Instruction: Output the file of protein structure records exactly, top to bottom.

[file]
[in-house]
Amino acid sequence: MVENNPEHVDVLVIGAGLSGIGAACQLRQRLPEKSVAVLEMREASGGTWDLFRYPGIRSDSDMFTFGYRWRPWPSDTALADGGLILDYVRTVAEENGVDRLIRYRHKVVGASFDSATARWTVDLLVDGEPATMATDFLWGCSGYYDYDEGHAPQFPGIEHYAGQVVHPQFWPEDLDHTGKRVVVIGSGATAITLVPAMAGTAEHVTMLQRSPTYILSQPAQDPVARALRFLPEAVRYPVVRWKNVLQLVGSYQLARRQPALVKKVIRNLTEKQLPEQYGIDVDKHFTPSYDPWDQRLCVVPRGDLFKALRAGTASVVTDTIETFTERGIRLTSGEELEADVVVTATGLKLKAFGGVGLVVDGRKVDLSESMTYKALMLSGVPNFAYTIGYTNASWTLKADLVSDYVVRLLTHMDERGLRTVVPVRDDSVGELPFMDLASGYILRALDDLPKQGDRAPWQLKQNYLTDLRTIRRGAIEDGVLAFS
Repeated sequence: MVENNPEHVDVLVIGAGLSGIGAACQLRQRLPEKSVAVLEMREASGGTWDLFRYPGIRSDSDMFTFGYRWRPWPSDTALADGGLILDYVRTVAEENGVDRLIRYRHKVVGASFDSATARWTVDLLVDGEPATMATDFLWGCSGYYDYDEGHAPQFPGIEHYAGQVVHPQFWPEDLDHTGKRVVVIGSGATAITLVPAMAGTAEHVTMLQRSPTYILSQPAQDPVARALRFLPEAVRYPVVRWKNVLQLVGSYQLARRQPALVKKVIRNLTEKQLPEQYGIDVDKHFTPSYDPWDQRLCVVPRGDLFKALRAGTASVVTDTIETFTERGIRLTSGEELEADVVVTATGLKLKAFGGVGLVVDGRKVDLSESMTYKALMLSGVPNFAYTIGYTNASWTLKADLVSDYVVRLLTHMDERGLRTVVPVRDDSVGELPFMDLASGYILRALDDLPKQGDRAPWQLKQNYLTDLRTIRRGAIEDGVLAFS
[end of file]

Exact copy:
[in-house]
Amino acid sequence: MVENNPEHVDVLVIGAGLSGIGAACQLRQRLPEKSVAVLEMREASGGTWDLFRYPGIRSDSDMFTFGYRWRPWPSDTALADGGLILDYVRTVAEENGVDRLIRYRHKVVGASFDSATARWTVDLLVDGEPATMATDFLWGCSGYYDYDEGHAPQFPGIEHYAGQVVHPQFWPEDLDHTGKRVVVIGSGATAITLVPAMAGTAEHVTMLQRSPTYILSQPAQDPVARALRFLPEAVRYPVVRWKNVLQLVGSYQLARRQPALVKKVIRNLTEKQLPEQYGIDVDKHFTPSYDPWDQRLCVVPRGDLFKALRAGTASVVTDTIETFTERGIRLTSGEELEADVVVTATGLKLKAFGGVGLVVDGRKVDLSESMTYKALMLSGVPNFAYTIGYTNASWTLKADLVSDYVVRLLTHMDERGLRTVVPVRDDSVGELPFMDLASGYILRALDDLPKQGDRAPWQLKQNYLTDLRTIRRGAIEDGVLAFS
Repeated sequence: MVENNPEHVDVLVIGAGLSGIGAACQLRQRLPEKSVAVLEMREASGGTWDLFRYPGIRSDSDMFTFGYRWRPWPSDTALADGGLILDYVRTVAEENGVDRLIRYRHKVVGASFDSATARWTVDLLVDGEPATMATDFLWGCSGYYDYDEGHAPQFPGIEHYAGQVVHPQFWPEDLDHTGKRVVVIGSGATAITLVPAMAGTAEHVTMLQRSPTYILSQPAQDPVARALRFLPEAVRYPVVRWKNVLQLVGSYQLARRQPALVKKVIRNLTEKQLPEQYGIDVDKHFTPSYDPWDQRLCVVPRGDLFKALRAGTASVVTDTIETFTERGIRLTSGEELEADVVVTATGLKLKAFGGVGLVVDGRKVDLSESMTYKALMLSGVPNFAYTIGYTNASWTLKADLVSDYVVRLLTHMDERGLRTVVPVRDDSVGELPFMDLASGYILRALDDLPKQGDRAPWQLKQNYLTDLRTIRRGAIEDGVLAFS